From Incognito: “Dr. J – You are on to something when you note that switching back and forth between scribes and flying solo is a bit of a thing. I am convinced that EMRs bring a very different and intense kind of cognitive load than the analog world did, even without accounting for all the ‘little things’ that have been added to the physician’s thought process (because now, ‘they’ can). Adding a scribe is really just another piece of that cognitive load, even if it does reduce some bits. Switching back and forth flies in the face of ‘standard work’ in good processes. I’m sure that there are industrial design and psychology/perception experts who can tell us what we are doing to ourselves. They see it in fighter pilots and in air traffic controllers – and in Facebook ads.” Fortunately, I had a scribe all day today so things ran smoothly. Unfortunately, it’s probably the last time I’ll work with him since he’s getting ready to travel to residency interviews. Today’s scribe is a fully qualified physician, trained and licensed in another country. He’s been a delight to work with, even though his employment is a direct result of our broken health system that doesn’t always allow international medical graduates to perform the functions they might otherwise be able to. He plans to complete a residency in internal medicine so he can practice in the US, since he’s a dual national also holding US citizenship.
There was an article in my local paper about the explosive growth of urgent care facilities in the US, and not surprisingly several local physicians wrote scathing editorial letters claiming that urgent care providers are guilty of rampant overprescribing of antibiotics. The same claims are often made of telehealth providers, even though some have better data on others on how well they avoid unnecessary antibiotic prescriptions. It can be difficult to get data out of EHRs to run those types of reports, and even more difficult to try to use technology to limit prescribing, as one reader recently wrote:
“At my facility, we get fairly regular reports on antibiotic stewardship. Oddly enough the EHR is one of the roadblocks for doing what we want and need to do in this area. Tracking antibiotic use requires substantial pharmacist and infectious disease physician time where a well-designed EHR should have easy-to-use canned modules for tracking use as compared to the latest local microbiology profile. More importantly, there is no straightforward/easy way to restrict specific drugs to be ordered only by certain specialists, on certain floors or services, or with co-signatories or approvals by another service. Oddly enough, it seemed easier to implement such restrictions in the pre-EHR era. One issue is that we don’t want to block all direct prescribing of specific antibiotics since we are very mindful of not restricting initiation of a potentially life-saving antibiotic in an emergency situation such as impending sepsis. The issue of drug-specific prescribing restrictions is not just a problem with antibiotics – we have the same issues in trying to restrict rampant prescribing of other costly drugs.”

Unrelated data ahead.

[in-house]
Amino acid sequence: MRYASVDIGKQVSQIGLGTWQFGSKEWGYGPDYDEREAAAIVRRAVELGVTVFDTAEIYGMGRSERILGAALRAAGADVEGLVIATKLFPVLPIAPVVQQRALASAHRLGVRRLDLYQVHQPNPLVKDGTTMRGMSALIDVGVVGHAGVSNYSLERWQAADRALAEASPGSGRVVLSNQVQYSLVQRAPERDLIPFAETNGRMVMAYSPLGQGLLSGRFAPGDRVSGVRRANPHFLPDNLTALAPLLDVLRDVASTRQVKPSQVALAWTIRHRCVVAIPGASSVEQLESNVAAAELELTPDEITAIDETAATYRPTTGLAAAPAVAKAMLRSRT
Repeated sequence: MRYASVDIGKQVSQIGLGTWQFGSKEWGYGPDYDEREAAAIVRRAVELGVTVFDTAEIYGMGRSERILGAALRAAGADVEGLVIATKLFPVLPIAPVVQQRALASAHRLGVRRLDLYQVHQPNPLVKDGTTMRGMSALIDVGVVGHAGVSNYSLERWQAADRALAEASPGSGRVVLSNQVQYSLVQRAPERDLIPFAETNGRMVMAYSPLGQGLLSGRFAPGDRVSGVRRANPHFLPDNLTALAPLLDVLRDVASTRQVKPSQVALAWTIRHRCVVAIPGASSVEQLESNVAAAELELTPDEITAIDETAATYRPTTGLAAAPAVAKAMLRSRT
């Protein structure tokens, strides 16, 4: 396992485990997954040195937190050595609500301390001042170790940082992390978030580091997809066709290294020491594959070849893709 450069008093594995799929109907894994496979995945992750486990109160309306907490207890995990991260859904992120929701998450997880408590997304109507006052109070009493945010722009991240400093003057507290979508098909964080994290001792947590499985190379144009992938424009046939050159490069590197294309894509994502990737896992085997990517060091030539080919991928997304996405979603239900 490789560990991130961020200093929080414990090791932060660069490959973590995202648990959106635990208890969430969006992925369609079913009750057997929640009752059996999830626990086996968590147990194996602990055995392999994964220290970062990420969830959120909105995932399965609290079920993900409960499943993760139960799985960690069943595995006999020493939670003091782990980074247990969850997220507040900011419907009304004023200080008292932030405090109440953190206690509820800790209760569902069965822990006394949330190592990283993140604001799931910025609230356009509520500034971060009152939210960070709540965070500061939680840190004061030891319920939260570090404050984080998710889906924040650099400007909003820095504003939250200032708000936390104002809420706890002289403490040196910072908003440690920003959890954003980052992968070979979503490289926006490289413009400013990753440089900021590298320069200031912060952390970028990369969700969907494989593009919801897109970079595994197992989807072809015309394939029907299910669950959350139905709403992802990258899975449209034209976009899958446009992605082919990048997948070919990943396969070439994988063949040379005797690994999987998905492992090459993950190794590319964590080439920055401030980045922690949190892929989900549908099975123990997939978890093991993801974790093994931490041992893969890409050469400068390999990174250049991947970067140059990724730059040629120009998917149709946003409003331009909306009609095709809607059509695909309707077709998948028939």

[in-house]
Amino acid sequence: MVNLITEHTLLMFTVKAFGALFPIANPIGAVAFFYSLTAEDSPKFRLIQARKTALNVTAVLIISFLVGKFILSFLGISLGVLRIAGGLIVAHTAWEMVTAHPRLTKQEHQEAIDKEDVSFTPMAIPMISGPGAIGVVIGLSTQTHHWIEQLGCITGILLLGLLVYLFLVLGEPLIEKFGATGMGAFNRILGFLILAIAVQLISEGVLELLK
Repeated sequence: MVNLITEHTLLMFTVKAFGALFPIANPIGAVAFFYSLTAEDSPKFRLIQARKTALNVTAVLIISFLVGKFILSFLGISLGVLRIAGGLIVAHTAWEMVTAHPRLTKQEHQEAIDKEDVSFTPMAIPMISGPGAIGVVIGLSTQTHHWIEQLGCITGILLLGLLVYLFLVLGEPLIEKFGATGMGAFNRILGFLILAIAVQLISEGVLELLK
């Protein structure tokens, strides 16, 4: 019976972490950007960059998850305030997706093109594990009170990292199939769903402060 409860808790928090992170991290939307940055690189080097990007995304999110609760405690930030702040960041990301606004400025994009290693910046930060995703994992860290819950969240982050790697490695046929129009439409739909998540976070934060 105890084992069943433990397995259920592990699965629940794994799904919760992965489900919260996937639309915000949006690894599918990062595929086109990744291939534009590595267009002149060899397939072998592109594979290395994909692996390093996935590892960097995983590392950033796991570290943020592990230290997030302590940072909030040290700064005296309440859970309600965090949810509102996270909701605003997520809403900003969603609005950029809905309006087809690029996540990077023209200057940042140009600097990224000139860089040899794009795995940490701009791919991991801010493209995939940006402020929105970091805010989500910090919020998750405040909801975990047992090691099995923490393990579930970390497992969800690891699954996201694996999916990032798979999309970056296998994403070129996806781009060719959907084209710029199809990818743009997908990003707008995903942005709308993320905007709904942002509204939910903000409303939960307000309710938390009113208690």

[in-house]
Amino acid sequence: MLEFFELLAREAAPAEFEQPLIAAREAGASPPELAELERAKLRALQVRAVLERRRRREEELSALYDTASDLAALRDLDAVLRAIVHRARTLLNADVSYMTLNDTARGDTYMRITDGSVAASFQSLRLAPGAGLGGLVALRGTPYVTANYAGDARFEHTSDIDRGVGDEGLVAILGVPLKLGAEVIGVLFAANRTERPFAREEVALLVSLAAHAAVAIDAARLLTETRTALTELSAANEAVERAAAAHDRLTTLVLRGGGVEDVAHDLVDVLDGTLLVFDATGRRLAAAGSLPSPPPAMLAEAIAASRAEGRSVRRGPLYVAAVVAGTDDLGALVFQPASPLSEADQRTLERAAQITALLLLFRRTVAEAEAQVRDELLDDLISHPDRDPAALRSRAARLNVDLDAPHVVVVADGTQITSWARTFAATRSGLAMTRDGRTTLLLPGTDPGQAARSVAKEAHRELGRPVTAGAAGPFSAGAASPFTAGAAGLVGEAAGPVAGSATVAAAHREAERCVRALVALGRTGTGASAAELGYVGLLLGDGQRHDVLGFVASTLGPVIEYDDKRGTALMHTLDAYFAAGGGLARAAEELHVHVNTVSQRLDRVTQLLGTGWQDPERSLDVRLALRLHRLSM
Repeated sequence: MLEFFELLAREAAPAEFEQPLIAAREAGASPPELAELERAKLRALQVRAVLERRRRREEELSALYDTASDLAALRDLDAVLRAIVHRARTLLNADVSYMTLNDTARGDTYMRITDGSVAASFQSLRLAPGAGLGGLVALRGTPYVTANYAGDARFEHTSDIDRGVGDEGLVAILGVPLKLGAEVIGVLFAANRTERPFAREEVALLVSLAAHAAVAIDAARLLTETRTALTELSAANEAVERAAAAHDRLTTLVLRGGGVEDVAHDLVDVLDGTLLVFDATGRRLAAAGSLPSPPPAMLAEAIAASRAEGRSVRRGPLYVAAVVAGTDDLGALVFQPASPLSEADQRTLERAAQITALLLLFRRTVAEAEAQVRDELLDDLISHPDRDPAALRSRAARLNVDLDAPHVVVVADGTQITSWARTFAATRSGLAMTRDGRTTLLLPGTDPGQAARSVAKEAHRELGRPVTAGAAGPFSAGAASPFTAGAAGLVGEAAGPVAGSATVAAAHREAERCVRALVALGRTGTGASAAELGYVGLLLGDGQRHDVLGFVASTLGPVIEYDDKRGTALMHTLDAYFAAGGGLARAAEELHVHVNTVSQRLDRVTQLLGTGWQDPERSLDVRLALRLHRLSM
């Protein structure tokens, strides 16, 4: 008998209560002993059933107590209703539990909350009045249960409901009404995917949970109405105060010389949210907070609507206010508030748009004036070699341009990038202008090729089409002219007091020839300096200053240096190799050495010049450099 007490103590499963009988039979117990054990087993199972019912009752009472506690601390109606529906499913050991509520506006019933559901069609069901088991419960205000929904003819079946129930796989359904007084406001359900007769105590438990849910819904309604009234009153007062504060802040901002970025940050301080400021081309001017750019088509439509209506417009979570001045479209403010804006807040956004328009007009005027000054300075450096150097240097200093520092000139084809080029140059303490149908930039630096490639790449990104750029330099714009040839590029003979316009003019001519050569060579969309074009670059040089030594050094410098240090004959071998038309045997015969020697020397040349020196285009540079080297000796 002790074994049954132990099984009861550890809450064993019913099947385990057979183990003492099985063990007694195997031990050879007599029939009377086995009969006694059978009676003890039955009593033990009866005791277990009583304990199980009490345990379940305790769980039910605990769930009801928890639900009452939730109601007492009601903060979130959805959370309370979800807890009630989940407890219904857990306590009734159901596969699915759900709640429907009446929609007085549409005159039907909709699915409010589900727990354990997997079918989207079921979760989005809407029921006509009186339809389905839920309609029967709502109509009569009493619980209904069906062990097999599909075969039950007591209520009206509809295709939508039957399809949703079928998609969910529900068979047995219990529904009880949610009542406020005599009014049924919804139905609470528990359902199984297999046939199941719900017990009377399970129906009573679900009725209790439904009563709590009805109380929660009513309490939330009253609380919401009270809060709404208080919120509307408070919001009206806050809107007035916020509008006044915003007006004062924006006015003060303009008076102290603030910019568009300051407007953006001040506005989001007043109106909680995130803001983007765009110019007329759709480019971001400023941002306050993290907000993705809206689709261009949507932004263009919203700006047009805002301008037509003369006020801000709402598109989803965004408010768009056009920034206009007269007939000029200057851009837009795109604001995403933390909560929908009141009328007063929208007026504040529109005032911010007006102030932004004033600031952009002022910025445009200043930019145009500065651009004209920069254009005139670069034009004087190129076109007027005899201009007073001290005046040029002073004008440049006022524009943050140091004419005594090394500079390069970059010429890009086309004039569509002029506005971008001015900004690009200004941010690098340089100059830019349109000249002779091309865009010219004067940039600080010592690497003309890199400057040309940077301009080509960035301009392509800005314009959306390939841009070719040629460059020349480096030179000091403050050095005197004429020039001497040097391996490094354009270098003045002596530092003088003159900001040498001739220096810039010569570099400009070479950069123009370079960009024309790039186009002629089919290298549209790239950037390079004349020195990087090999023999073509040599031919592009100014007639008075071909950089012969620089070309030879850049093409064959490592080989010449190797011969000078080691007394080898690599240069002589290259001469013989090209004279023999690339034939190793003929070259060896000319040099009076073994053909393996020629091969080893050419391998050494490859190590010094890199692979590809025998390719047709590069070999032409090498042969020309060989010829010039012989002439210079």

There’s no perfect system out there that can prevent all imperfect human behavior from happening. I know providers who consistently do sketchy things regardless of the education they receive, and probably the only thing that would block those folks would either be a hard stop in the EHR or a disciplinary action. Even though the organizations I’ve worked for take a dim view of such behaviors, there’s a delicate balance between admitting volumes, revenue generation, and tolerance for those who know where their bread is buttered.
Has your organization figured out how to effectively transform physician prescribing behaviors? Was it high-tech or high-touch? Leave a comment or email me.
Email Dr. Jayne.